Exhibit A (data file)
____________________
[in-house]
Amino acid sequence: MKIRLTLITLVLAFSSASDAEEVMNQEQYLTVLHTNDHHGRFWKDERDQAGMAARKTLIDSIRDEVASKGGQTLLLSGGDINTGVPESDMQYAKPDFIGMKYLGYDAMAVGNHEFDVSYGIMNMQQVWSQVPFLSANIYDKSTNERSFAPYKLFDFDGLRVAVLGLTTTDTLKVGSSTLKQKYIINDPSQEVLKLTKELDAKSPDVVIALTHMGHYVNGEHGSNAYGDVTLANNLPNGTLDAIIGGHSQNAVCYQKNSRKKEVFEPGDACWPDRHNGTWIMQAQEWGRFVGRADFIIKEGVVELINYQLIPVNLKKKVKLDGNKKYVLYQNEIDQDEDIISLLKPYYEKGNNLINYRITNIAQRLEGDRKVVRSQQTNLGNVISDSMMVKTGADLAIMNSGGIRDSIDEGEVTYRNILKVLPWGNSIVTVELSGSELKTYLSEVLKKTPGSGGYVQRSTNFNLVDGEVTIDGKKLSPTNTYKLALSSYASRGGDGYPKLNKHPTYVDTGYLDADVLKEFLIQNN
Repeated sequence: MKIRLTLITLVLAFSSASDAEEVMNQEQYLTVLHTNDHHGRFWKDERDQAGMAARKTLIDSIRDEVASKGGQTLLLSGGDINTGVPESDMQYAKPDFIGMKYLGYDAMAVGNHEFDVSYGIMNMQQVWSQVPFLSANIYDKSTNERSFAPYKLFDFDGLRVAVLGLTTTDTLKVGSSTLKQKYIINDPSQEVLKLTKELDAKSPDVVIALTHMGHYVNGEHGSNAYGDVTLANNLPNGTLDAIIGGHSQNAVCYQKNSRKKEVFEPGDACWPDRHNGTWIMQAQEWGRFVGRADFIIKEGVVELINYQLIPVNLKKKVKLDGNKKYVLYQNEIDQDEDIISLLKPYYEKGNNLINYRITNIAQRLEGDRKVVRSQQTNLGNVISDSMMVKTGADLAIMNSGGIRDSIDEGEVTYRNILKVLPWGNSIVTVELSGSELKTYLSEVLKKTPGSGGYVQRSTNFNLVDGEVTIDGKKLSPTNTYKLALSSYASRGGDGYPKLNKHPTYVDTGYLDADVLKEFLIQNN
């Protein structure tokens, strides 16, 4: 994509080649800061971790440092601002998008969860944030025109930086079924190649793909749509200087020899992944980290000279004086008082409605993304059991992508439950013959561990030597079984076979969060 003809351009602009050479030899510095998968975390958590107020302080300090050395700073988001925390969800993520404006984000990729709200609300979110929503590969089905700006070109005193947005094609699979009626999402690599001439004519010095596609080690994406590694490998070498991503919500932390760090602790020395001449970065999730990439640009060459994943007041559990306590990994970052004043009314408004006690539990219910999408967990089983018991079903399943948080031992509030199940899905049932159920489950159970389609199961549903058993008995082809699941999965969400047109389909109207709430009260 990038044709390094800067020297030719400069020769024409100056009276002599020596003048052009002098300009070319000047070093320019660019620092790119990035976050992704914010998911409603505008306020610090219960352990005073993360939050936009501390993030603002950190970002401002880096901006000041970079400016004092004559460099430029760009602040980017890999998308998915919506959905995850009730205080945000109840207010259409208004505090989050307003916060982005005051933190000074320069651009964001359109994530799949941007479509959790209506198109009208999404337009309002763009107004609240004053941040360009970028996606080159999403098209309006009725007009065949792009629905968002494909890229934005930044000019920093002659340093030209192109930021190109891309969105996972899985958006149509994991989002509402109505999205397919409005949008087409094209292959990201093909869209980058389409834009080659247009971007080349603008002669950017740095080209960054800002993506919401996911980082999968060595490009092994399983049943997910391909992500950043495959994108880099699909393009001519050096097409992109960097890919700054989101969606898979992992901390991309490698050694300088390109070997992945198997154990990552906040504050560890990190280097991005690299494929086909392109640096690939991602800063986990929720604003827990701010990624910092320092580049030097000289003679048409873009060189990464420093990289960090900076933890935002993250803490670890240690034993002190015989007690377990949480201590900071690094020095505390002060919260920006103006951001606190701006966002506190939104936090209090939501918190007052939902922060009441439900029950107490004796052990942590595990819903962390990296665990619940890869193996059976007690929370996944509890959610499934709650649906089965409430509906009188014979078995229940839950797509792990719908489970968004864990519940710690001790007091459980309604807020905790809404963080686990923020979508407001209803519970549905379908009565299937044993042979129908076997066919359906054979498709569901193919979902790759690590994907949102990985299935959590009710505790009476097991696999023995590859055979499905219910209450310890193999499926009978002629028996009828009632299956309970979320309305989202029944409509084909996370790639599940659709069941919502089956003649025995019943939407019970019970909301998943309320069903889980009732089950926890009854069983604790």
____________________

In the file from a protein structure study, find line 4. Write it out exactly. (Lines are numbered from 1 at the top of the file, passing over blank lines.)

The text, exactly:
């Protein structure tokens, strides 16, 4: 994509080649800061971790440092601002998008969860944030025109930086079924190649793909749509200087020899992944980290000279004086008082409605993304059991992508439950013959561990030597079984076979969060 003809351009602009050479030899510095998968975390958590107020302080300090050395700073988001925390969800993520404006984000990729709200609300979110929503590969089905700006070109005193947005094609699979009626999402690599001439004519010095596609080690994406590694490998070498991503919500932390760090602790020395001449970065999730990439640009060459994943007041559990306590990994970052004043009314408004006690539990219910999408967990089983018991079903399943948080031992509030199940899905049932159920489950159970389609199961549903058993008995082809699941999965969400047109389909109207709430009260 990038044709390094800067020297030719400069020769024409100056009276002599020596003048052009002098300009070319000047070093320019660019620092790119990035976050992704914010998911409603505008306020610090219960352990005073993360939050936009501390993030603002950190970002401002880096901006000041970079400016004092004559460099430029760009602040980017890999998308998915919506959905995850009730205080945000109840207010259409208004505090989050307003916060982005005051933190000074320069651009964001359109994530799949941007479509959790209506198109009208999404337009309002763009107004609240004053941040360009970028996606080159999403098209309006009725007009065949792009629905968002494909890229934005930044000019920093002659340093030209192109930021190109891309969105996972899985958006149509994991989002509402109505999205397919409005949008087409094209292959990201093909869209980058389409834009080659247009971007080349603008002669950017740095080209960054800002993506919401996911980082999968060595490009092994399983049943997910391909992500950043495959994108880099699909393009001519050096097409992109960097890919700054989101969606898979992992901390991309490698050694300088390109070997992945198997154990990552906040504050560890990190280097991005690299494929086909392109640096690939991602800063986990929720604003827990701010990624910092320092580049030097000289003679048409873009060189990464420093990289960090900076933890935002993250803490670890240690034993002190015989007690377990949480201590900071690094020095505390002060919260920006103006951001606190701006966002506190939104936090209090939501918190007052939902922060009441439900029950107490004796052990942590595990819903962390990296665990619940890869193996059976007690929370996944509890959610499934709650649906089965409430509906009188014979078995229940839950797509792990719908489970968004864990519940710690001790007091459980309604807020905790809404963080686990923020979508407001209803519970549905379908009565299937044993042979129908076997066919359906054979498709569901193919979902790759690590994907949102990985299935959590009710505790009476097991696999023995590859055979499905219910209450310890193999499926009978002629028996009828009632299956309970979320309305989202029944409509084909996370790639599940659709069941919502089956003649025995019943939407019970019970909301998943309320069903889980009732089950926890009854069983604790």